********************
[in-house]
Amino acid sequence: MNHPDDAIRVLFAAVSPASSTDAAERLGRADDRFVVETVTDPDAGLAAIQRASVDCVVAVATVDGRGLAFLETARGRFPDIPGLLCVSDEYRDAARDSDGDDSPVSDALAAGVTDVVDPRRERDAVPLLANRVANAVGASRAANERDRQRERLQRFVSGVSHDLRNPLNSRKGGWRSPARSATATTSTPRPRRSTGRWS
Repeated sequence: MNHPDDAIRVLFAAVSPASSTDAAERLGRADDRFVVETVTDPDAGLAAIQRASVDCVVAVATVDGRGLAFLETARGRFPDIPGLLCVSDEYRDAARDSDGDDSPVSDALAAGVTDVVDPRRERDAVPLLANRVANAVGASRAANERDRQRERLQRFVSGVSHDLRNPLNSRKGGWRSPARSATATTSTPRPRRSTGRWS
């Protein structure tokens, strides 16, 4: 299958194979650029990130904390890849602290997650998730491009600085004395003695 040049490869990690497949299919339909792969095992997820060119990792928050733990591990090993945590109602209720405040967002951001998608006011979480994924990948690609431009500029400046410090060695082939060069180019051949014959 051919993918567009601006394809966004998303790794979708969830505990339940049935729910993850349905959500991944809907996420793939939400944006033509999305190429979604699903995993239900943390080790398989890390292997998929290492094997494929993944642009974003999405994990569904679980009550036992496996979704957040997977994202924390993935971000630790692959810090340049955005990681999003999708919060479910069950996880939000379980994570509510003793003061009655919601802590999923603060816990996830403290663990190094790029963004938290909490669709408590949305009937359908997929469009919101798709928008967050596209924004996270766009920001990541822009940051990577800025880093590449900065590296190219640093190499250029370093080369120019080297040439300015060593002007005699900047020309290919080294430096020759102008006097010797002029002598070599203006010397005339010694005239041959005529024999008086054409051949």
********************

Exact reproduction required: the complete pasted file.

[in-house]
Amino acid sequence: MNHPDDAIRVLFAAVSPASSTDAAERLGRADDRFVVETVTDPDAGLAAIQRASVDCVVAVATVDGRGLAFLETARGRFPDIPGLLCVSDEYRDAARDSDGDDSPVSDALAAGVTDVVDPRRERDAVPLLANRVANAVGASRAANERDRQRERLQRFVSGVSHDLRNPLNSRKGGWRSPARSATATTSTPRPRRSTGRWS
Repeated sequence: MNHPDDAIRVLFAAVSPASSTDAAERLGRADDRFVVETVTDPDAGLAAIQRASVDCVVAVATVDGRGLAFLETARGRFPDIPGLLCVSDEYRDAARDSDGDDSPVSDALAAGVTDVVDPRRERDAVPLLANRVANAVGASRAANERDRQRERLQRFVSGVSHDLRNPLNSRKGGWRSPARSATATTSTPRPRRSTGRWS
């Protein structure tokens, strides 16, 4: 299958194979650029990130904390890849602290997650998730491009600085004395003695 040049490869990690497949299919339909792969095992997820060119990792928050733990591990090993945590109602209720405040967002951001998608006011979480994924990948690609431009500029400046410090060695082939060069180019051949014959 051919993918567009601006394809966004998303790794979708969830505990339940049935729910993850349905959500991944809907996420793939939400944006033509999305190429979604699903995993239900943390080790398989890390292997998929290492094997494929993944642009974003999405994990569904679980009550036992496996979704957040997977994202924390993935971000630790692959810090340049955005990681999003999708919060479910069950996880939000379980994570509510003793003061009655919601802590999923603060816990996830403290663990190094790029963004938290909490669709408590949305009937359908997929469009919101798709928008967050596209924004996270766009920001990541822009940051990577800025880093590449900065590296190219640093190499250029370093080369120019080297040439300015060593002007005699900047020309290919080294430096020759102008006097010797002029002598070599203006010397005339010694005239041959005529024999008086054409051949």